New study from the Chinese Academy of Sciences and the University of Science and Technology of China proposes an approach to preparing flexible electronics that is simple, fast, and clean, in order to address the most pressing issues related to materials and manufacturing procedures.
Electronics built on conformable or moldable substrates are referred to as “flexible electronics” in the technical sense. In 2000, Science listed organic flexible electronics as one of the top 10 scientific and technical advances.
Flexible electronics, made possible by the information age’s rapid progress, are now prized for their versatility and are being employed in a variety of applications, including human-computer interface, electronic skin, and implanted medical devices.
The Internet of Things (IoT) has entered a new phase, necessitating the development of highly interconnected and versatile adaptable electronic systems. In the face of ever-increasing environmental and energy difficulties, a team of researchers from China’s University of Science and Technology has developed a cheap, quick, and environmentally friendly method for creating flexible electronics.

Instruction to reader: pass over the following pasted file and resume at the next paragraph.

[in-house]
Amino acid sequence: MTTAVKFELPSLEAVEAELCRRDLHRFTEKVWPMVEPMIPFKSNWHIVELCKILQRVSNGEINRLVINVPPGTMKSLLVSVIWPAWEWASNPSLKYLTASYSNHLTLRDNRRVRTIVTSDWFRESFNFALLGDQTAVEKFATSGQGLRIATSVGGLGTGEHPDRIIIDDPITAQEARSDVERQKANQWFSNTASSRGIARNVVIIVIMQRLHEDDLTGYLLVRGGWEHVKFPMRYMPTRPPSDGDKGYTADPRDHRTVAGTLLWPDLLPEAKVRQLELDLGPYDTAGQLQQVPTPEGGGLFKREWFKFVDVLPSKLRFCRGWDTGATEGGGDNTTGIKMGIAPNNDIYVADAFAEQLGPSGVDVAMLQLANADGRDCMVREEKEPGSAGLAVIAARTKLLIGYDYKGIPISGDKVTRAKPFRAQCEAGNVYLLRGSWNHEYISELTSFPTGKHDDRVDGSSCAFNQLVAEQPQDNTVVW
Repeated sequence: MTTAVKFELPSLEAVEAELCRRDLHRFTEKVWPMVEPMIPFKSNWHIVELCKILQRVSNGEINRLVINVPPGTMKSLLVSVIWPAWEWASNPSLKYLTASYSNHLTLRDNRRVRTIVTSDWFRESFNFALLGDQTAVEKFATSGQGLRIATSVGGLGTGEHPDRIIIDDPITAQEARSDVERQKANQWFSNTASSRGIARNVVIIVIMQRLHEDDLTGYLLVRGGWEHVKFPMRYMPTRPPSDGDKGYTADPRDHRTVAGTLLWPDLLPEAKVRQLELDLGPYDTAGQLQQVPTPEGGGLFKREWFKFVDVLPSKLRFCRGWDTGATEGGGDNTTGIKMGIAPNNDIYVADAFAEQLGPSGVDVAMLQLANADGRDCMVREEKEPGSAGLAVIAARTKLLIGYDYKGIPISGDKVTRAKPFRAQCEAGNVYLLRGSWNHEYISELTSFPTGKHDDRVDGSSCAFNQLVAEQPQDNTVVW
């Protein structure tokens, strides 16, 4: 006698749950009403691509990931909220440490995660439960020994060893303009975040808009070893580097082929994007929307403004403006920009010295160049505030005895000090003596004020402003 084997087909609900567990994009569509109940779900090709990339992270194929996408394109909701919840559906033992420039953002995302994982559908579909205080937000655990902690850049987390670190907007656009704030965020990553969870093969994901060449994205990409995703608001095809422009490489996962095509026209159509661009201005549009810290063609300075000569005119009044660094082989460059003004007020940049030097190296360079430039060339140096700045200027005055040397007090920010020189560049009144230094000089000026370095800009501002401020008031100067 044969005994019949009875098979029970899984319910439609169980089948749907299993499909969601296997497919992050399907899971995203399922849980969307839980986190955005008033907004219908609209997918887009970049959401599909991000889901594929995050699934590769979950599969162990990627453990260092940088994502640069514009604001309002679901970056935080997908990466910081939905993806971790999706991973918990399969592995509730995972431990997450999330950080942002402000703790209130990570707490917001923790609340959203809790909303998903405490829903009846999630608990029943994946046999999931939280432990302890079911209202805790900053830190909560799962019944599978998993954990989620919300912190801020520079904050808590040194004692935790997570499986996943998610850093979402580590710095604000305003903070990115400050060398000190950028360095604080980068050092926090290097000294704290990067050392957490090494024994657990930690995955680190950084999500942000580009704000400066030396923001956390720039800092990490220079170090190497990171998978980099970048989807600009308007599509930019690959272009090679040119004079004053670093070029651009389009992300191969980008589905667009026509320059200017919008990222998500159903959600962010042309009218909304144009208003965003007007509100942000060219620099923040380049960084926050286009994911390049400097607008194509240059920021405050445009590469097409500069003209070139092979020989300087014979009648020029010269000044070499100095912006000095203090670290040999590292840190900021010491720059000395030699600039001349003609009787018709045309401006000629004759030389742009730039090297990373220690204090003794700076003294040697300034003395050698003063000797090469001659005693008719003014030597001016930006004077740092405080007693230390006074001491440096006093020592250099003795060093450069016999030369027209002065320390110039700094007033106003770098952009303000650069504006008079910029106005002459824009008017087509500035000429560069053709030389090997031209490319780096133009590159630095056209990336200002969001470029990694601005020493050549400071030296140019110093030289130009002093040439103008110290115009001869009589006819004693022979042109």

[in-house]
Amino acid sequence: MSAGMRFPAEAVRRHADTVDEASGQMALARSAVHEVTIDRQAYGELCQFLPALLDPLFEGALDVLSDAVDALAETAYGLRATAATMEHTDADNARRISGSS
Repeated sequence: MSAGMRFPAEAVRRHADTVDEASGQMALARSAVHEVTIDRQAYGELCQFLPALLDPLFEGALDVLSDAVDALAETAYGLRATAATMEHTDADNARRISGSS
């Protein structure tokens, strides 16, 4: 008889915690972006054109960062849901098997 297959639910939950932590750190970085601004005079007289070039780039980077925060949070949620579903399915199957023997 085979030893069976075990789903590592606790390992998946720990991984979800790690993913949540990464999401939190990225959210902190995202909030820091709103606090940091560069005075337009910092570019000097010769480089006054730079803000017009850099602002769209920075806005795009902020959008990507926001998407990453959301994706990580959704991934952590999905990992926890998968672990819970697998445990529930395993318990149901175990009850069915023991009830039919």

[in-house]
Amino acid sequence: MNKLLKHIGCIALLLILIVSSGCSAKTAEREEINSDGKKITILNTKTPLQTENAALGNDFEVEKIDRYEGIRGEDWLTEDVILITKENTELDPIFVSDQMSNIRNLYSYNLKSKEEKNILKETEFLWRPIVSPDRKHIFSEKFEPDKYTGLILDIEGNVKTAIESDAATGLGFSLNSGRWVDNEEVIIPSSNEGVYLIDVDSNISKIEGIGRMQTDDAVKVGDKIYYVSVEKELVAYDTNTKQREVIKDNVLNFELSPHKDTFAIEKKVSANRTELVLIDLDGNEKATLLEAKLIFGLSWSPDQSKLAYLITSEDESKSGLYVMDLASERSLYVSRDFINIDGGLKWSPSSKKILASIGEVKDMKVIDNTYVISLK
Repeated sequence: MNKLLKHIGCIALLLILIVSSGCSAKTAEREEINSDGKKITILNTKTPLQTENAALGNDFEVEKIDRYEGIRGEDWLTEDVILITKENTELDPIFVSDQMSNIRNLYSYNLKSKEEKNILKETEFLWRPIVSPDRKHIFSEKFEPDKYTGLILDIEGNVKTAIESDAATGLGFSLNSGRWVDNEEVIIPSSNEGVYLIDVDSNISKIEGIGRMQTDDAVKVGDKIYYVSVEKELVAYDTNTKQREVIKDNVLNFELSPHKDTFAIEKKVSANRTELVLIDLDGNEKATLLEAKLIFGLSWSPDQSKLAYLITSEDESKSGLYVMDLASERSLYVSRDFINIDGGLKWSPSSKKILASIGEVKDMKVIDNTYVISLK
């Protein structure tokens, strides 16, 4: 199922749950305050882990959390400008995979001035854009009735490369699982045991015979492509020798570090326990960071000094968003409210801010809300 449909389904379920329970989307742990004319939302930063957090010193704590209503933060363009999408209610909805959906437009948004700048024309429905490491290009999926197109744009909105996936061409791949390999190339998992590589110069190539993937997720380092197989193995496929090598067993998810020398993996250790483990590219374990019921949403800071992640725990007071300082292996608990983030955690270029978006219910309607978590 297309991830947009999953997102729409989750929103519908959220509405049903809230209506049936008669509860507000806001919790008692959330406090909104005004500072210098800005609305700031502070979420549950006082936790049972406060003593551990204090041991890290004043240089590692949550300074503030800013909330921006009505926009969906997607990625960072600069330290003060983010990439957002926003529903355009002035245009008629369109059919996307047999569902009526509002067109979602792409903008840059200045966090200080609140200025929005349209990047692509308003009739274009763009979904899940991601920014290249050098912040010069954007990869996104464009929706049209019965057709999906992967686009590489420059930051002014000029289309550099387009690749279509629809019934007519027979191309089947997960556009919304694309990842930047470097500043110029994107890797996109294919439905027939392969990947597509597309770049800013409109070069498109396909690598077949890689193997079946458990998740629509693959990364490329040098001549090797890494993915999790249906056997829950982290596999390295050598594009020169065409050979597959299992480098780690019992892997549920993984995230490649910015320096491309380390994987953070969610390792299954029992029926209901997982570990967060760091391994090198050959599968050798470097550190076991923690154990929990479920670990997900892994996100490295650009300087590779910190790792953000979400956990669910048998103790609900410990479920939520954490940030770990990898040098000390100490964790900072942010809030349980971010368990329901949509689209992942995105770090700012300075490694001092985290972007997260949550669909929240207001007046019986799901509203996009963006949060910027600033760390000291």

Electrospinning was used to create the thermoplastic polyurethane membrane. There are pre-made templates for printing liquid metal onto the thermoplastic polyurethane membrane, which serves as a substrate. Polyurethane and liquid metal nanofibers have an excellent responsiveness to assembly. Because liquid metal has a limited affinity for most substrates, scientists have been trying to change the liquid metal or substrate materials in order to accomplish printing and writing of liquid metal.
Using a standard sandwich construction, the system is built one layer over the other using a thermoplastic polyurethane membrane and liquid metal printed on top of each layer.